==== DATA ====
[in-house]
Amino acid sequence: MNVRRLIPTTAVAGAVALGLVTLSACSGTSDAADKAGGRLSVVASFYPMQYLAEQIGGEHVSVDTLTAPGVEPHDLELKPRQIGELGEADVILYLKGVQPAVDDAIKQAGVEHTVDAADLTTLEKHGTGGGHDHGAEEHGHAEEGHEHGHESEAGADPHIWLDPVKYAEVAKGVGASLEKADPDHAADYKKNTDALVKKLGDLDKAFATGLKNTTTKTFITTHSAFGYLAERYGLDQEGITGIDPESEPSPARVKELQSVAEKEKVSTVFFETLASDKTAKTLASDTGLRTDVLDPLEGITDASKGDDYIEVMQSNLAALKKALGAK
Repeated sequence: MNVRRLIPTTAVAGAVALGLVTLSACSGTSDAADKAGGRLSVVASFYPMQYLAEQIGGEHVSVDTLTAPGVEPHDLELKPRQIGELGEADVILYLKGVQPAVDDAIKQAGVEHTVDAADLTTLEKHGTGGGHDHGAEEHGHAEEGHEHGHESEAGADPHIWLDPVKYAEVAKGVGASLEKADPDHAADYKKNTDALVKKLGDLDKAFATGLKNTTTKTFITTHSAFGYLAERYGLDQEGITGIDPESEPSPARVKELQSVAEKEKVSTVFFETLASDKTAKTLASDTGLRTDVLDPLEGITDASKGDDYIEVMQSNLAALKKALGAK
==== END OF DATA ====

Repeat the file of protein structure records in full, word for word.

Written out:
[in-house]
Amino acid sequence: MNVRRLIPTTAVAGAVALGLVTLSACSGTSDAADKAGGRLSVVASFYPMQYLAEQIGGEHVSVDTLTAPGVEPHDLELKPRQIGELGEADVILYLKGVQPAVDDAIKQAGVEHTVDAADLTTLEKHGTGGGHDHGAEEHGHAEEGHEHGHESEAGADPHIWLDPVKYAEVAKGVGASLEKADPDHAADYKKNTDALVKKLGDLDKAFATGLKNTTTKTFITTHSAFGYLAERYGLDQEGITGIDPESEPSPARVKELQSVAEKEKVSTVFFETLASDKTAKTLASDTGLRTDVLDPLEGITDASKGDDYIEVMQSNLAALKKALGAK
Repeated sequence: MNVRRLIPTTAVAGAVALGLVTLSACSGTSDAADKAGGRLSVVASFYPMQYLAEQIGGEHVSVDTLTAPGVEPHDLELKPRQIGELGEADVILYLKGVQPAVDDAIKQAGVEHTVDAADLTTLEKHGTGGGHDHGAEEHGHAEEGHEHGHESEAGADPHIWLDPVKYAEVAKGVGASLEKADPDHAADYKKNTDALVKKLGDLDKAFATGLKNTTTKTFITTHSAFGYLAERYGLDQEGITGIDPESEPSPARVKELQSVAEKEKVSTVFFETLASDKTAKTLASDTGLRTDVLDPLEGITDASKGDDYIEVMQSNLAALKKALGAK